The state recently endorsed the college’s request to offer a for-credit Craft Brewing and Distilling Program.
“That gives us the green light to move forward,” said Kelly Green, a spokeswoman for the Olympia-based college. “Our anticipation is that in fall 2017, we’ll be able to launch brewing and cider, and fall of 2018 would be distilling.”
There already are a few colleges in the region that offer degrees in wine and cider making, and SPSCC currently offers non-credit craft beverage brewing classes, Green said.
“Nobody else is doing distilling, and nobody else is doing all three,” she said.
SPSCC has until May to develop curriculum, reconvene an advisory committee, and meet other requirements for the program, said Laura McDowell, a spokeswoman for the Washington State Board of Community & Technical Colleges. When the college has met the requirements, the state can give its final approval to offer the new degree, which would be an associate in applied science with certificate options in brewing, cidery and distilling.
The goal of the program would be to prepare students to enter the industry “with a solid understanding of the science, technology, agricultural, business and creative elements that are essential for successful employment in the craft beverage industry,” according to the application SPSCC provided to the state.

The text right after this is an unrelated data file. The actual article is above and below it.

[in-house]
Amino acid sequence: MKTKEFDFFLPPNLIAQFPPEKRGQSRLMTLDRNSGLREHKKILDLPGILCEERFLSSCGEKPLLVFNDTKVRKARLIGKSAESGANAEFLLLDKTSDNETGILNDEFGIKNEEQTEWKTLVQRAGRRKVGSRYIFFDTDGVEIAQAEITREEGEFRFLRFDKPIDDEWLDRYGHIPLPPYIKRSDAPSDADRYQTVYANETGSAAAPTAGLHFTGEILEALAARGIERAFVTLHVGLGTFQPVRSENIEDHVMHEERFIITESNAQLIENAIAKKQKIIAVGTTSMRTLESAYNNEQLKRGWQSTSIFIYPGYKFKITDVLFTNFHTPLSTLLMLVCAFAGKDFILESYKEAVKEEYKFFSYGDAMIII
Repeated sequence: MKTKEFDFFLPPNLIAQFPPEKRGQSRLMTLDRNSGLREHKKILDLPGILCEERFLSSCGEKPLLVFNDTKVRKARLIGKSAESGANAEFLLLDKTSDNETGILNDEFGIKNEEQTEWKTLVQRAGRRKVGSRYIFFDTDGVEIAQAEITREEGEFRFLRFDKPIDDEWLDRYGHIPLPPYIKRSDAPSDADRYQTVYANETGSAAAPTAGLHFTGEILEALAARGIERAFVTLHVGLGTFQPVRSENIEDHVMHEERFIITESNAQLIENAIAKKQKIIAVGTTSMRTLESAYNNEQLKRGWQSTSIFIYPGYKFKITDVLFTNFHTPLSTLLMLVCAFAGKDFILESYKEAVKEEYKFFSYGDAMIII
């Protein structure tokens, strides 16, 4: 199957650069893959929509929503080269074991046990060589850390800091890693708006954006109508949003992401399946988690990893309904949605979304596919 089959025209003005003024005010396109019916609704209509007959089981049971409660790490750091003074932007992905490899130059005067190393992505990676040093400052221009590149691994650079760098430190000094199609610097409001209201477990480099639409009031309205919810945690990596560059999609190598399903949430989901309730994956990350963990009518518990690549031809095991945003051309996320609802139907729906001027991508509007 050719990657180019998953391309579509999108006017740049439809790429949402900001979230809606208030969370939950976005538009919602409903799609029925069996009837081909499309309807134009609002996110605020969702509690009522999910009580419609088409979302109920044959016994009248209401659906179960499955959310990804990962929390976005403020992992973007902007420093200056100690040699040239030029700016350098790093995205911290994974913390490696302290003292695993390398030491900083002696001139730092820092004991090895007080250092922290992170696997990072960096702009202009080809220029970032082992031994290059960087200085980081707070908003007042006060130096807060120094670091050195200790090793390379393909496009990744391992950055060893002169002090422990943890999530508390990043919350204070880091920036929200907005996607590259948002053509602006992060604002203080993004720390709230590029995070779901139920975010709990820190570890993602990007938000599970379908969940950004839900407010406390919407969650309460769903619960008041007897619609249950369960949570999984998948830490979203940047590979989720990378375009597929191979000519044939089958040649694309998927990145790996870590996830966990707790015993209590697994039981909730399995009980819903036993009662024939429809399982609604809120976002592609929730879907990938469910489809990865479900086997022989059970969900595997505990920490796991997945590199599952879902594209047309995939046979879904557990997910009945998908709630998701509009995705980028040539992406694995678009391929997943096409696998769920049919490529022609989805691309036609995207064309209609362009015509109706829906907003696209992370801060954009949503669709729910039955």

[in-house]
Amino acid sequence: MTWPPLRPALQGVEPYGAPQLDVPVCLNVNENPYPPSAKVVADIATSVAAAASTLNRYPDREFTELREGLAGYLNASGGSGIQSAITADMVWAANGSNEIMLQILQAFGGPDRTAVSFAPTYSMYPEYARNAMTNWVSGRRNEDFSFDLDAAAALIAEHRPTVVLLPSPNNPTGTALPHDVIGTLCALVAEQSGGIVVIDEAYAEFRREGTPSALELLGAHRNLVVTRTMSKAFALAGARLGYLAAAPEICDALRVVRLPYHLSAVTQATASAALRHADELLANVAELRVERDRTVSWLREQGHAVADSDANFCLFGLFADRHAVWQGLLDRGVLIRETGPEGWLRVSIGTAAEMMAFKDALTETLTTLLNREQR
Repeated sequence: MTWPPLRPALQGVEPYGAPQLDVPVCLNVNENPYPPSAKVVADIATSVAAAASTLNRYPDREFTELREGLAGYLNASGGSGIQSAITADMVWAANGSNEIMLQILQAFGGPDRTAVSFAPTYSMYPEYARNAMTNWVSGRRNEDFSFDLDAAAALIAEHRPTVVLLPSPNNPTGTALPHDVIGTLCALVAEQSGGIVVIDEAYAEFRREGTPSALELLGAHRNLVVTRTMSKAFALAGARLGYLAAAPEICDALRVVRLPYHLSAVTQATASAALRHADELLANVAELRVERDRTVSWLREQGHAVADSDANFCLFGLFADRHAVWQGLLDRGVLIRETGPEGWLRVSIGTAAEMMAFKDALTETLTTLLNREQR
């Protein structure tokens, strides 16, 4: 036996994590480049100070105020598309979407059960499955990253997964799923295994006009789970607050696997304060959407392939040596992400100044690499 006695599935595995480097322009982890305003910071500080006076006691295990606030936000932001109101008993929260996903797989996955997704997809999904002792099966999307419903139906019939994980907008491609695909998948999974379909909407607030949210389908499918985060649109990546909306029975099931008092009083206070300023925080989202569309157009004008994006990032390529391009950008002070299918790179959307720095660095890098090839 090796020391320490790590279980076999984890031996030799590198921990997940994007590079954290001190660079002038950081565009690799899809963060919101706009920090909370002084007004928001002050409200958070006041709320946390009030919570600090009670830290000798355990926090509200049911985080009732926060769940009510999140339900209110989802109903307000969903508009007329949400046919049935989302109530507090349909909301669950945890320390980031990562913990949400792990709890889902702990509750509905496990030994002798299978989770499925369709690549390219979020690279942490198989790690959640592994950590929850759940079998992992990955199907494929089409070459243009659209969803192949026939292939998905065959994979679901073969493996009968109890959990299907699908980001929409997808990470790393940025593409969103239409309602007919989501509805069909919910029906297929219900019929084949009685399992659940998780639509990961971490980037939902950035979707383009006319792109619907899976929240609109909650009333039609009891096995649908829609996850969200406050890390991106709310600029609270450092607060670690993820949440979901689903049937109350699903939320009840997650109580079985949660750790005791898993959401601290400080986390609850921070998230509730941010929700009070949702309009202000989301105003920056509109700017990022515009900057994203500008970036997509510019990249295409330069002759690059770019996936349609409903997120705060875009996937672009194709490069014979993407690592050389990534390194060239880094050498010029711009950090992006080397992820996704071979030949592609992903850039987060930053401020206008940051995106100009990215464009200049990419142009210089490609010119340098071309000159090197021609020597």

“Students will learn about the production process, including sourcing of raw materials, essential safety and maintenance skills, and the fundamentals of flavor and product analysis,” it states.
The program will include business and legal components of the industry. The college expects the program to consist of a minimum of 90 credits in courses numbered 100 or above, including classes in beverage chemistry and biochemistry, small business management, and flavor and recipe development. The program would serve as many as 60 students, or 20 students per concentration per year of completion, according to the application.
SPSCC is working with several partners to launch the program, including the city of Tumwater, the Thurston County Economic Development Council and a range of local experts, including local brewers, who might host some classes until the college secures its own lab spaces for the program, Green said.
Information about a proposed Craft Brewing, Distilling and Cidery Center in Tumwater, which could eventually house SPSCC’s programs, was included in the college’s application.
SPSCC’s non-credit craft brewing classes have been extremely popular, Green said.
“We’ll continue to offer non-credit classes for your person who wants to brew a few gallons of beer in their bathtub,” she added.
For more information on non-credit and degree program classes at SPSCC, visit spscc.edu/brewing.